Zay N. Smith's QT column today references a headline from the free British tabloid, Metro, "I pronounce you bridge and wife: Woman marries 600-year-old French bridge."

I looked the article up. Apparently there really was a ceremony in which Jodi Rose, an Australian artist, was 'married' to the Le Pont du Diable Bridge in Céret, in southern France.

This was evidently no spur of the moment decision. Ms. Rose has traveled the world since 2002 on bridge-related projects. First was Singing Bridges, "a conceptual sound work using the cables of bridges as musical instruments on a global scale." A CD was released in February 2005. And then came Global Bridge Symphony, "an ongoing project to link the sounds of bridges a round the world in collaboration with engineers, architects, software developers, composers, musicians, designers, visual and video artists." So Ms. Rose did not fall for the first bridge she had to cross.

But -- still -- it's hard not to see that there might be some obstacles to the union. There was the age difference, of course. The Le Pont du Diable Bridge dates to the 14th Century; I couldn't find her exact age online, but Ms. Rose is considerably younger. And Ms. Rose is human; the bridge is inanimate. Several of the articles I consulted said that Ms. Rose was a trifle vague as to how she determined the bridge's gender, but she says the bridge is male. However, even though France recently suffered a wave of protests because of same sex marriage legislation, gender in this case seems the least of the obstacles to a happy union. Consummation (no matter how devoutly wished) strikes me as a potentially bigger issue... and, for that matter, consent.

The bride and... groom?

Although there was no church wedding (bridges generally don't fit in even the largest churches, and a bridge whose name translates as the Devil's Bridge would probably be particularly opposed to a church ceremony, even if one could be arranged), the Mayor of nearby Saint-Jean-de-Fos was present to give his blessing to the union.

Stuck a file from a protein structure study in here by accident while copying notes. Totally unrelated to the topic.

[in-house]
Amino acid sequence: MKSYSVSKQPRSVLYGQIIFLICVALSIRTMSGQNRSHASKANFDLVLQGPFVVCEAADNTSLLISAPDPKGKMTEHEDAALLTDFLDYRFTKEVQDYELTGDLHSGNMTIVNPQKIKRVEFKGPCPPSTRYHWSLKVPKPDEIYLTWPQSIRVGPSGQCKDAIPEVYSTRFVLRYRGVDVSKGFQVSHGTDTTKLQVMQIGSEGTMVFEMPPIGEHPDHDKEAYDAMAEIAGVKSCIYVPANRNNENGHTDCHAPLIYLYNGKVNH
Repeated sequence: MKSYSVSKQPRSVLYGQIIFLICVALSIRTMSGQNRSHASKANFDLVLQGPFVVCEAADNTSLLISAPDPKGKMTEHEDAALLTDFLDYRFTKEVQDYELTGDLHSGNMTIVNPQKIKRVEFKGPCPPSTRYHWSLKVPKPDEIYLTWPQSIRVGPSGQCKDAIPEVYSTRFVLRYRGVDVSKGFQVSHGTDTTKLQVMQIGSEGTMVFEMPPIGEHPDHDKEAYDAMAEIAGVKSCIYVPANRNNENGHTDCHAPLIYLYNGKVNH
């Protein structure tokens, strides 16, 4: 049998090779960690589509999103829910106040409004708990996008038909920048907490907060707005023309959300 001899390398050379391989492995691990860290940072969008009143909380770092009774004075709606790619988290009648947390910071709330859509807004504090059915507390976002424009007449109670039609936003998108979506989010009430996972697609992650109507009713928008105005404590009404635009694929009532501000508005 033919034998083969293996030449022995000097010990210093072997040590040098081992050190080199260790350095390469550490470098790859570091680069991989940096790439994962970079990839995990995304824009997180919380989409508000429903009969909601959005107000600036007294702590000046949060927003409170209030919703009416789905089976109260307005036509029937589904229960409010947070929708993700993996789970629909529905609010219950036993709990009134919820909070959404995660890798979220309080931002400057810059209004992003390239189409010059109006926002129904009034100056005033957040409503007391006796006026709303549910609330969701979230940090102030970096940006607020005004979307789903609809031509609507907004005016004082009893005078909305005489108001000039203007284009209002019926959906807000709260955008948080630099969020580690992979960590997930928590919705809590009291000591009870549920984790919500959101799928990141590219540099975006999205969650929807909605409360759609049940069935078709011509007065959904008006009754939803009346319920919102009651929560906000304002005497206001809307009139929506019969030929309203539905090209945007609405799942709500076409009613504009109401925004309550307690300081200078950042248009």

Anything for tourism, I suppose.

I guess, in the modern age, one can only hope the happy couple can, er, bridge their many differences.

Related: Jodi Rose bridges differences to marry Le Pont du Diable Bridge in France;
Woman marries bridge like that's a totally normal thing to do;
Rock-solid love: Australian woman marries a bridge in France - and even gets the mayor's blessing; and
Australian woman Jodi Rose marries a bridge in France - and even gets the mayor's blessing

Thursday, July 04, 2013

Have a Glorious Fourth -- but keep your fingers and toes intact

I've written about Long Suffering Spouse's younger sister, Josephine, from time to time, but I'm not certain I've mentioned my wife's older sister since 2006, in the very early days of this blog, when I reminisced about my honeymoon. No, my sister-in-law was not directly involved in my honeymoon -- obviously -- but my sister-in-law's wedding plans caused my bride and I to change our plans. You can read about it by following the link... but, for our purposes here suffice it to say we never made it to Cyprus.

Cyprus is where my sister-in-law's husband is from. Cyprus is where my sister-in-law married Dr. Nick.

I think of Dr. Nick (no, of course that's not his real name) around the 4th of July every year.

See, Dr. Nick was a plastic surgeon, specializing in the reconstruction of face and hands.

For Dr. Nick's business, the 4th of July was like Christmas for Santa's elves. We'd go to his enormous house in one of Chicago's poshest northwest suburbs every year around this time for our niece's birthday party. If Dr. Nick was ever there, it would not be for long. Many years he wasn't there at all. He was in surgery, trying to repair fireworks injuries.

Fireworks displays are an integral feature of the Fourth of July holiday, "illuminations" like those that John Adams said should be employed to forever commemorate "the Day of Deliverance."

But where is it written that fireworks should be set off mostly by idiots who have consumed copious quantities of liquor -- or by children who can barely light a match? Fireworks are explosives, darn it, and should be handled by people who have appropriate training -- and clear heads.

Dr. Nick retired some years back -- but his successors will be busy today and for the next several days trying to repair self-inflicted wounds.

Have a Glorious Fourth... but hold on to your fingers.